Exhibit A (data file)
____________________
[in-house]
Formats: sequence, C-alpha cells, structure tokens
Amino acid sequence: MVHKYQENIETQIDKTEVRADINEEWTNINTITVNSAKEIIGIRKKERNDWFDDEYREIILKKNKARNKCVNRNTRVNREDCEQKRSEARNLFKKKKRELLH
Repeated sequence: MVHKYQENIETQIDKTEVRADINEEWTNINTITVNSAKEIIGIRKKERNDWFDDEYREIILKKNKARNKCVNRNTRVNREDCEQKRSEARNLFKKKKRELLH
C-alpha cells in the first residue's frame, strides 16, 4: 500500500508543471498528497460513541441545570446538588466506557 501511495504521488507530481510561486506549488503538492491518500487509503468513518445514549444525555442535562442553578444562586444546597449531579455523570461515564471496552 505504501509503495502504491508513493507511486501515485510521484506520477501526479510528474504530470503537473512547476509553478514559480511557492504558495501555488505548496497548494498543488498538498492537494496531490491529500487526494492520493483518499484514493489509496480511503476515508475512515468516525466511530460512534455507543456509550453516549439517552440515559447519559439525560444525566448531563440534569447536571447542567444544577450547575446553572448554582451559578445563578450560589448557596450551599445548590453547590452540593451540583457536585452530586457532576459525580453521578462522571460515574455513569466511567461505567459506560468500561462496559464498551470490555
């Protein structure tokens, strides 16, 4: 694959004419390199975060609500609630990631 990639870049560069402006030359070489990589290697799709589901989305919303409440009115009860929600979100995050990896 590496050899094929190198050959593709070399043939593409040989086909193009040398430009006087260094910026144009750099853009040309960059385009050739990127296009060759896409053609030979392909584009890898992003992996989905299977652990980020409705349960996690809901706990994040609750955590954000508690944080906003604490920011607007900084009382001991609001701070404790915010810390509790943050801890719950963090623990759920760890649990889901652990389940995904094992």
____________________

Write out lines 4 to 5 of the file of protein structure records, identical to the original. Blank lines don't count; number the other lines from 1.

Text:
Repeated sequence: MVHKYQENIETQIDKTEVRADINEEWTNINTITVNSAKEIIGIRKKERNDWFDDEYREIILKKNKARNKCVNRNTRVNREDCEQKRSEARNLFKKKKRELLH
C-alpha cells in the first residue's frame, strides 16, 4: 500500500508543471498528497460513541441545570446538588466506557 501511495504521488507530481510561486506549488503538492491518500487509503468513518445514549444525555442535562442553578444562586444546597449531579455523570461515564471496552 505504501509503495502504491508513493507511486501515485510521484506520477501526479510528474504530470503537473512547476509553478514559480511557492504558495501555488505548496497548494498543488498538498492537494496531490491529500487526494492520493483518499484514493489509496480511503476515508475512515468516525466511530460512534455507543456509550453516549439517552440515559447519559439525560444525566448531563440534569447536571447542567444544577450547575446553572448554582451559578445563578450560589448557596450551599445548590453547590452540593451540583457536585452530586457532576459525580453521578462522571460515574455513569466511567461505567459506560468500561462496559464498551470490555